looks good! investigate under that pile a bit to see how it is breaking down, if there are any fungi in there (white strands/masses of hyphae), etc.
you won't likely need to bring in any compost at all if you have partially decayed wood chips available in quantity. :)

great. :) i could use all of those in an afternoon...

arid climates can be like that, but you can speed things up by digging a trench, adding layers of wood chips and dirt in about equal measures and keeping it moist. if you have waste water from the sink or drains from the roof you can use some of that and not have an impact on your water bills... very useful stuff after a few years. :)
by putting them below ground you keep more moisture in there and that will speed things up.
after a few years plant squash in there and keep it well watered and watch it go...
songbird
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On Wed, 7 Sep 2016 16:56:37 -0400, songbird wrote:

Yes. There is tons of fungi on the *bottom* of that pile. I've been meaning to get to the bottom of it for years! :)

Tons and tons and tons of wood chips do I have. And every year, more and more as they do free wood chipping out here, for fire reasons.

Come and get 'em! :)

Kitchen scrap squash seeds *do* seem to grow very fast with really big leaves and big yellow flowers!
http://i.cubeupload.com/RrqvON.jpg
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Danny D. wrote:

it's gold! great! :) you have all the organic materials you can ever use. partially decayed to fully decayed are best for using in established gardens that need some OM added. wood chips are well used as a top mulch to hold moisture and to limit weed growth (and if by chance weeds do get started they're a lot easier to pull out of wood chips than that hard subsoil).
if i had property with really poor soil and tons of wood chips i'd be spreading them all over (and making sure they can't float away when it does rain enough to have water flows), shape your land to capture any water it gets, use the wood chips to keep the surface covered, within a few years you have a good start on topsoil and will be able to grow plenty of good stuff.

if i were close enough i would. for sure. :)

yes, they do, i have some vines going 40ft now. starting to finally fade a bit as we are getting some cooler nights.
songbird
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On Wed, 7 Sep 2016 20:44:09 -0400, songbird wrote:

That's the plan. I have a few acres to go though!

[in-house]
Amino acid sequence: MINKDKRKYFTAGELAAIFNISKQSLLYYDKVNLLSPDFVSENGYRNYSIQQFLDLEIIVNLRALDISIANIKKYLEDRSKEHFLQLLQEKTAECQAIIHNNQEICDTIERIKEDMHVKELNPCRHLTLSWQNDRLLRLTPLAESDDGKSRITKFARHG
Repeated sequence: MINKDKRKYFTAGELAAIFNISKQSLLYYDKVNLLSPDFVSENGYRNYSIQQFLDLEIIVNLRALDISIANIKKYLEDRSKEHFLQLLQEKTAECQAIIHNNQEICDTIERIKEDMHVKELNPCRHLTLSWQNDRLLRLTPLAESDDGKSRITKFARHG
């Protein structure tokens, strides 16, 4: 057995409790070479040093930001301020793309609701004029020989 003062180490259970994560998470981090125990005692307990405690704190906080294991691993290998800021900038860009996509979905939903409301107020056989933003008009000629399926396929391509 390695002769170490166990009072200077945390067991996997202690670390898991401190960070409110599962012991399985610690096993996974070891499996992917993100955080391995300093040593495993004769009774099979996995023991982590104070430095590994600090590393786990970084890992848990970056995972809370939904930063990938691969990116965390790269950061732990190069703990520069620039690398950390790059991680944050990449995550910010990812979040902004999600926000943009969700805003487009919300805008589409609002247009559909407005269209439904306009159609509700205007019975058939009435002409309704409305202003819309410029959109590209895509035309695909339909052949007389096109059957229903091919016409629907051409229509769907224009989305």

Wow. 40 feet. The wife's vine hugs the ground and goes about 10 feet, with one squash on the end out of about a dozen big yellow flowers.
Her bees are lazy.
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On Wed, 7 Sep 2016 04:41:42 -0700 (PDT), Pavel314 wrote:

That's a good point. I'll ask the local garbage disposal company what happens with the green bucket stuff!
I don't have a pickup, but maybe I can rent one cost effectively or ask a neighbor to split a load with me.
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In south san jose, they send it to the guadalupe landfill for composting.
You can pick up the resulting compost at the landfill (take coleman rd from almaden expy to hicks rd)
(the coleman in ssj, not the one by the airport).
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On Wed, 07 Sep 2016 15:47:22 GMT, Scott Lurndal wrote:

Ah, the *other* end of Coleman.
I go to that Costco on Coleman/De La Cruz all the time, but I do know what you mean on the "other" little Coleman, off by Blossom Hill Road. It's a small side street, as compared to the two and three lane (and sometimes four, by the airport) Coleman off of 880 where my favorite Lowes is.
I remember the signs at the little Coleman saying that the landfill is there, and the dump trucks, but I never went to the place myself.
I called them 'em up and pressed 6 for "Earth Care" and left a message. (408) 268-1670 (8am to 4pm, M-Sa)
I tried again, and pressed 4 to get a human being. The lady says they sell compost for $32.43 per cubic yard.
When I told her I didn't have a truck, she said they sell 2 cubic foot bags of compost for $5.50 each.
Thanks!